Father’s Day: Dad, don’t throw a money googly

Vighnesh Shahane and wife Jyotsna work together to make their children, Ishaan and Aastha, financially conscious. ( Photo: Niruddha Chowdhury/Mint)

Be it the conventional norm or practical realities of many households, men usually tend to be the breadwinners and the providers of the household. But as a father you need to ask yourself two questions: Is providing for your child good enough? Are you fulfilling your duties by saving for your child’s future? If your answer is yes to both, you may be committing a classic parenting mistake on three counts. First, just saving is not enough, investing wisely is crucial. Second, you may be shying away from teaching your children to be financially conscious, and this is important because your children will become adults one day and will be in charge of managing their households. Third, straightjacketing your role means the entire responsibility of instilling financial consciousness falls on the spouse which can be counterproductive.

Vighnesh Shahane, 49, managing director and CEO of IDBI Federal Life Insurance Co. Ltd, believes that households need to put up a united front because children emulate the parents. “Every parent saves enough for the kids, but parenting is much more than that. It’s also about instilling the right values. We (he and wife Jyotsna Shahane) don’t want our kids to grow up with a sense of entitlement,” said Shahane. “Our common goal is our children should grow up to learn and respect the value of money. While my wife does the heavy lifting, I participate and support her in any way that she wants me to,” he added.

For the Shahane household, financial consciousness does not stem from the fact that Vighnesh works in the financial sector, but from the fact that both Vighnesh and his 48-year-old wife swear by their middle-class upbringing and want their children, Ishaan Shahane, 20, and Aastha Shahane, 10, to imbibe the same values.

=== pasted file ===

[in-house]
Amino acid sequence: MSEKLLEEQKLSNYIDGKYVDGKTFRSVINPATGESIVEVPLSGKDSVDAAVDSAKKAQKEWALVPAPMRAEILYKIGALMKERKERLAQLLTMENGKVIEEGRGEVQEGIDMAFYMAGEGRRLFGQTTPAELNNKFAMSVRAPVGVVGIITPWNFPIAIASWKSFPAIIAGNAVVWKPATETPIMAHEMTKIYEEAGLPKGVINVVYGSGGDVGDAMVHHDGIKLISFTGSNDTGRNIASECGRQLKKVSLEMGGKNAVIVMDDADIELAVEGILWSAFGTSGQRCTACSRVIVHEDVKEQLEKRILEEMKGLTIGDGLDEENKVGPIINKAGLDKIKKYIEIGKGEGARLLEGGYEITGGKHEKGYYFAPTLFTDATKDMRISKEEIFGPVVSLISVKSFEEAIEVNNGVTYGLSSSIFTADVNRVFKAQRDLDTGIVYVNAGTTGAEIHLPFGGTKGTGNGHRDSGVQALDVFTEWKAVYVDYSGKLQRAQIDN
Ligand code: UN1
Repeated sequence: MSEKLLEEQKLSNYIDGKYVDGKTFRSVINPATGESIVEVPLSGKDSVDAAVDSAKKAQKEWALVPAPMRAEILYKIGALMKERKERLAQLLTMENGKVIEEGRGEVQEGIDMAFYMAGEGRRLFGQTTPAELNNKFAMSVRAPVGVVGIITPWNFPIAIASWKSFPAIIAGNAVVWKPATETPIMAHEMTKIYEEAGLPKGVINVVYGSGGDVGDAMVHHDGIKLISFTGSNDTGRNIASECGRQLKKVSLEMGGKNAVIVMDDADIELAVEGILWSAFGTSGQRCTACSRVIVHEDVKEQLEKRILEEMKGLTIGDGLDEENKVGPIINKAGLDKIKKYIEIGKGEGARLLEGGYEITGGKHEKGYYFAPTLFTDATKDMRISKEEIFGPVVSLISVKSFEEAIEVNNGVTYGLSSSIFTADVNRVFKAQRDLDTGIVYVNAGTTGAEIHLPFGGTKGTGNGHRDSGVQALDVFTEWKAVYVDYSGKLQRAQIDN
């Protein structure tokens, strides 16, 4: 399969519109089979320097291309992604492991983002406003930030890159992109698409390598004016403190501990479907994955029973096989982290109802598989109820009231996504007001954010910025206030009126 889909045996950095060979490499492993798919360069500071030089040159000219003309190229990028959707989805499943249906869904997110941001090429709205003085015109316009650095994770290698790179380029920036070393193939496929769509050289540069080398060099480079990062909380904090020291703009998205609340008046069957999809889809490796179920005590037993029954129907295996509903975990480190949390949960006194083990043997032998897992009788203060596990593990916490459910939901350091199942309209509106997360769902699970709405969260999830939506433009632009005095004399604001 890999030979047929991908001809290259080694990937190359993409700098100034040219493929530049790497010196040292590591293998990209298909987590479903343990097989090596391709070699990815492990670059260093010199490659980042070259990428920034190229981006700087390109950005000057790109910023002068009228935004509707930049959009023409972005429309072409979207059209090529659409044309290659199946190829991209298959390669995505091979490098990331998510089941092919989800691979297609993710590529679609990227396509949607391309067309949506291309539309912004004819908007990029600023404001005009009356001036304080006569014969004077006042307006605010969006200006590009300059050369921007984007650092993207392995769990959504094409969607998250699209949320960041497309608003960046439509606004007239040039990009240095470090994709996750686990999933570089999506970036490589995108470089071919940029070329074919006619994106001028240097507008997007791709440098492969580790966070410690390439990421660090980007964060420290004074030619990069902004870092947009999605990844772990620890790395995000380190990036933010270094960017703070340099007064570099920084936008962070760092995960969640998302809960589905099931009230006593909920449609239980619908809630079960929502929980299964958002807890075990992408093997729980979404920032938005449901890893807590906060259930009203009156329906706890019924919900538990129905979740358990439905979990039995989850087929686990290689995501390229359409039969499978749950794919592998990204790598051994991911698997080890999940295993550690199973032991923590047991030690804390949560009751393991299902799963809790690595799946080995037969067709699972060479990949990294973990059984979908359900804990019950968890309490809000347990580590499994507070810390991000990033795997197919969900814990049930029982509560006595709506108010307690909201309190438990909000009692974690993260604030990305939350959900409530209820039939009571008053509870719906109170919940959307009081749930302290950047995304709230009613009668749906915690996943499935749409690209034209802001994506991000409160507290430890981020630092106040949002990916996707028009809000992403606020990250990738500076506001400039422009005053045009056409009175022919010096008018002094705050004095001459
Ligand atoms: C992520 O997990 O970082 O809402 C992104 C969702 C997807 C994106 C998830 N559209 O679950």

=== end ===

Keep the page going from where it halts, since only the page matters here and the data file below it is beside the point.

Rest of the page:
For Vighnesh, a father’s job doesn’t stop at being a provider; it also extends to being an active participant in bringing up financially responsible children. And if this hasn’t been your parenting goal as a father, it’s time for course correction. On the occasion of Father’s Day, we give you four handy tips that will set you on the right path.

Invest the savings

You are not doing enough if you are saving but not investing wisely. “The common practice is to open a Public Provident Fund account when the child is born, but saving for the child is a long-term goal and over a period of 15-20 years, even index funds give better returns. Investing without proper asset allocation doesn’t help achieve the desired results,” said Amol Joshi, founder, PlanRupee Investment Services, a financial planning firm.

Buying the right insurance cover is equally important as is having a succession plan. “One needs to make sure all investments clearly spell out nominee details. Joint account with the spouse is always advisable and one should also make a Will,” added Joshi.

If the exercise looks too much of an ask, work with a planner.

Be a role model

Managing your finances can be outsourced to professional help, but instilling the right values is a job that falls squarely on your shoulders as a parent. And no, you can’t and shouldn’t outsource this to your spouse. “In my experience, most fathers leave the job of instilling financial consciousness in the kids to the spouses. It’s primarily to do with the social conditioning that men are seen as providers and therefore prefer to indulge the child rather than discipline. But this skews the equation and the spouse ends up being the villain or is feared as the strict parent,” said Mrin Agarwal, founder director of Finsafe India Pvt. Ltd and co-founder of Womantra.